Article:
That Labrador retriever puppy is so cute, you just can't resist him. One of America's perennial favorite breeds, Labs make great, loyal companions. They are smart and easy to train. They are also energetic and need space. Remember, that active, adorable puppy soon will be a very active, medium-to-large dog.
Labrador Retriever Size
The American Kennel Club standard for Labrador retrievers says an adult male Lab's height at the withers must be between 22.5 and 24.5 inches. A female Lab will stand between 21.5 and 23.5 inches. Dogs varying more than a half-inch above or below the standard are disqualified from showing. An adult male Labrador retriever weighs between 65 and 80 pounds, with the female weighing between 55 and 70 pounds. As hunting dogs, labs needed a strong build with good muscling. "The dog should never appear low and long or tall and leggy in outline," according to the AKC breed standard.
Effect of Early Spaying or Neutering
If you spay or neuter your Lab considerably before the puppy reaches puberty at about 7 or 8 months, rather than after puberty and the development that accompanies it, the dog probably will grow taller than the standard, with lighter bone structure and narrower skull and chest. That's because the sex hormones testosterone and estrogen play important roles in development of the adult dog. A dog's growth plates close later if the dog is spayed or neutered early, so the dog stops growing later. Only intact males and females can show in AKC breed shows, and the standard is written and judged to assure perpetuation of the breed's desired characteristics.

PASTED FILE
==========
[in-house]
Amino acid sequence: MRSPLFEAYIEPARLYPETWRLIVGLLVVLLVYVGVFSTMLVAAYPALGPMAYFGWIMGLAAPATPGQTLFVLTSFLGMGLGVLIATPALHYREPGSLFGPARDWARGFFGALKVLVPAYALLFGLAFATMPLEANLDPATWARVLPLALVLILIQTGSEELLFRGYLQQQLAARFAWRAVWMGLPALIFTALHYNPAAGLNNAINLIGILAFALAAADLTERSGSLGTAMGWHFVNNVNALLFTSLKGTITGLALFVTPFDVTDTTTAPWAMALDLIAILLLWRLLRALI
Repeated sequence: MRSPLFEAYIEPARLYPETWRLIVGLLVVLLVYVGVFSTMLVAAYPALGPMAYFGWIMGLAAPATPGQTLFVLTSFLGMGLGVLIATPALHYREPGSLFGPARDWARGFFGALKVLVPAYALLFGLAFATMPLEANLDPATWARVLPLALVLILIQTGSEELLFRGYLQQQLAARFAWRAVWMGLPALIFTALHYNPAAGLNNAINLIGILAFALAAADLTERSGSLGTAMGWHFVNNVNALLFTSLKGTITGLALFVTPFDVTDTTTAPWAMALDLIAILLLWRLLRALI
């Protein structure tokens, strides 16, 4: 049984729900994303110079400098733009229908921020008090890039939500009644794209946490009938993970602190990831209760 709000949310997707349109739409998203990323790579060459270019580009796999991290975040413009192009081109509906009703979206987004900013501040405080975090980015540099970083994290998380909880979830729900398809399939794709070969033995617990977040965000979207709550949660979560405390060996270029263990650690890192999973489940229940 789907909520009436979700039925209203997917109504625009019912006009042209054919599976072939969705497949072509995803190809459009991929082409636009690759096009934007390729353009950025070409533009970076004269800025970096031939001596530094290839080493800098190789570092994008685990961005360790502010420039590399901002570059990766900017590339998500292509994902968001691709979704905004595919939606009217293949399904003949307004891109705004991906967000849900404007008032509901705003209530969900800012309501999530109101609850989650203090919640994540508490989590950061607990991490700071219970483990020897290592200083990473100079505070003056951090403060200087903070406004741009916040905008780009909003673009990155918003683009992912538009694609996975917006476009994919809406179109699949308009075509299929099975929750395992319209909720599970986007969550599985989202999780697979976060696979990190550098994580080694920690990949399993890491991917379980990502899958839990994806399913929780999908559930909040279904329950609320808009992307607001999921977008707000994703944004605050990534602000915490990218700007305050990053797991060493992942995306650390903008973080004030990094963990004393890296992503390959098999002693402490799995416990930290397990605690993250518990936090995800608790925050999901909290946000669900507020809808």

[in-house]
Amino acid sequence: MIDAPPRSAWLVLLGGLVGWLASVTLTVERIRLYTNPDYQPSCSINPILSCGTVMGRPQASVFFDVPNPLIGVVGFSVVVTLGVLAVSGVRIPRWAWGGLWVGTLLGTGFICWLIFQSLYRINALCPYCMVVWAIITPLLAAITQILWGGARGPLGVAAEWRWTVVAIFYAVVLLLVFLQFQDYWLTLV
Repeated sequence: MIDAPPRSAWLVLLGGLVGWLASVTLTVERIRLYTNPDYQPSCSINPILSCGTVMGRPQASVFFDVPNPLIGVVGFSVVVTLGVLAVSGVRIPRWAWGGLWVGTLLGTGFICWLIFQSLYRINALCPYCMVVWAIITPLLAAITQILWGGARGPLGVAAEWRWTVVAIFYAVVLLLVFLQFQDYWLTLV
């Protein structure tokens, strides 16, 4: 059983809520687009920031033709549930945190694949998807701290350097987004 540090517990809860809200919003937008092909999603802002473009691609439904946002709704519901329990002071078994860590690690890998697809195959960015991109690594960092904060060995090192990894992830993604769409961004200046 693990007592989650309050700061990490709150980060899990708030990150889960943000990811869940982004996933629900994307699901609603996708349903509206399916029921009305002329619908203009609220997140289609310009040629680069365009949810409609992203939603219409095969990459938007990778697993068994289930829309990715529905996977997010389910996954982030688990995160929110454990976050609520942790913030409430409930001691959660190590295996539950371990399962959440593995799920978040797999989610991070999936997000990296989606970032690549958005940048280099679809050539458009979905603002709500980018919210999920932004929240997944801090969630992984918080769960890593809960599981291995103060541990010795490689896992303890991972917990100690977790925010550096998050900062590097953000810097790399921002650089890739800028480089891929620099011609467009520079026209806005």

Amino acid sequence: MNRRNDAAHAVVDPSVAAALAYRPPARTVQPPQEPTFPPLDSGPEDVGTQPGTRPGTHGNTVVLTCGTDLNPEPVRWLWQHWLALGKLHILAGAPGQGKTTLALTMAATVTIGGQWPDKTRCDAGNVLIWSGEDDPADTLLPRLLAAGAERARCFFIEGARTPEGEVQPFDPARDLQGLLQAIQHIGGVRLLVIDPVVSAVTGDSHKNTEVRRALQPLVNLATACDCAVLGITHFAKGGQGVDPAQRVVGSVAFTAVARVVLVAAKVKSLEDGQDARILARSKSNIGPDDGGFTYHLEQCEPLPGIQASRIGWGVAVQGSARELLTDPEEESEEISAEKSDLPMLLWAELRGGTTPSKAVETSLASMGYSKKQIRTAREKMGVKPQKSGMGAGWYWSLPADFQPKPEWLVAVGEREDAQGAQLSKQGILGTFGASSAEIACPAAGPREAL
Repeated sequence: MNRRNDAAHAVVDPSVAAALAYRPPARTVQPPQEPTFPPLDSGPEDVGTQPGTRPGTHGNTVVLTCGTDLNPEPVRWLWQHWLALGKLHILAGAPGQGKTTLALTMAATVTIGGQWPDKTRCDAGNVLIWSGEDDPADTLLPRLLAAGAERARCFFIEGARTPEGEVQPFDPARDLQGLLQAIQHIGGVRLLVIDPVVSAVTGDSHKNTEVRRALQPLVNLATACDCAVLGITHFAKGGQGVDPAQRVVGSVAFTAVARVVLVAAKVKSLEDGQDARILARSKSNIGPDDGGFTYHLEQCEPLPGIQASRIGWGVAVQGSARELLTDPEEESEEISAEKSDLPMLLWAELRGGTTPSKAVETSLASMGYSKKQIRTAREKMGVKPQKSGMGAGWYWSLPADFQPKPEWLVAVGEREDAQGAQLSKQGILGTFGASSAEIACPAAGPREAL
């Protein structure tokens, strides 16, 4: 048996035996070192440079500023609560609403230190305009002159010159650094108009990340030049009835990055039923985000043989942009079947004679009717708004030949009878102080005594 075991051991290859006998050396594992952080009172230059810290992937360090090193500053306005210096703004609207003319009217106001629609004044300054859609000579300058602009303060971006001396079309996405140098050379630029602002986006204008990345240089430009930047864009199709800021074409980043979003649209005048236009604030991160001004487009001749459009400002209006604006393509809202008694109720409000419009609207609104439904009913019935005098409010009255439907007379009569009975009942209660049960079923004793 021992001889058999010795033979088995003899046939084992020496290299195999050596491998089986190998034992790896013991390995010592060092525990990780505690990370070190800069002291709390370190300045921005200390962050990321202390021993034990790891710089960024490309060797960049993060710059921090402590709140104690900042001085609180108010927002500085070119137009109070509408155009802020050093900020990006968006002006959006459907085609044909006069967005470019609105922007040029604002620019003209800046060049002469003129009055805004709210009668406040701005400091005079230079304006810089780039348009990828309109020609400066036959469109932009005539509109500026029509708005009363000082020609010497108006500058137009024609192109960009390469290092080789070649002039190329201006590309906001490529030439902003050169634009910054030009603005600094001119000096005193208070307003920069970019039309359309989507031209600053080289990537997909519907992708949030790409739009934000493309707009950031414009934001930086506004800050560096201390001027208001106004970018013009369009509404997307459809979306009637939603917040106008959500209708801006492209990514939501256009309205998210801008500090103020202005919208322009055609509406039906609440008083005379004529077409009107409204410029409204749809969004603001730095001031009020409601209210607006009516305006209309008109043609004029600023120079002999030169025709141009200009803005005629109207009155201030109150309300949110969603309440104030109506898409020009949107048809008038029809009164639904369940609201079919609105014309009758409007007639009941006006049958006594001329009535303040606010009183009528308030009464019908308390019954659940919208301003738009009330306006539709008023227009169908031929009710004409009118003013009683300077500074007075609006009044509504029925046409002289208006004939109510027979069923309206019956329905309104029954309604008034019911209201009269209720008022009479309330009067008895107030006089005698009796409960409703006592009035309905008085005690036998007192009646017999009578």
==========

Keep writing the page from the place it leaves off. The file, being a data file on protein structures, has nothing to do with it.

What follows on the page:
Your Lab's Exercise Needs
Labrador retrievers are energetic, highly active dogs, requiring plenty of exercise. If you can't provide a Lab with good training, long daily walks, and opportunities to run in a large field or secure yard or a dog park, maybe this isn't the breed for you. If you have the space and want a dog to train for work, sport or active companionship, it likely is. These dogs are intelligent and willing to work, which is why they are so often the breed of choice for the blind and disabled as well as for scent detection work of various kinds and, of course, for hunting and trials. An untrained Lab can be a doggie disaster. He's big, high-spirited and needs to know his limits.
Although the coat is short, Labs shed a lot -- as in, you'll have Lab hair all over everything in your house. He's such a friendly, lovable goofball you won't mind a little extra vacuuming for the next 15 years, right? A Lab probably isn't the best choice if you live in a small space. If you live in a small apartment and really want a Lab, consider adopting an adult from the shelter. Labs calm down considerably in middle age, and you can see the adult dog and determine in advance whether he really is a fit for your household and lifestyle.
- American Kennel Club: Meet the Breeds -- Labrador Retriever
- American Kennel Club: Labrador Retriever History
- Dog Owner's Guide: Labrador Retriever
- Tealwood Kennel: Getting Started with a New Lab Puppy
- The Labrador Site: Labrador Puppy Growth FAQ
- Canine Sports Productions: Early Spay-Neuter Considerations for the Canine Athlete
Jane Meggitt has been a writer for more than 20 years. In addition to reporting for a major newspaper chain, she has been published in "Horse News," "Suburban Classic," "Hoof Beats," "Equine Journal" and other publications. She has a Bachelor of Arts in English from New York University and an Associate of Arts from the American Academy of Dramatics Arts, New York City.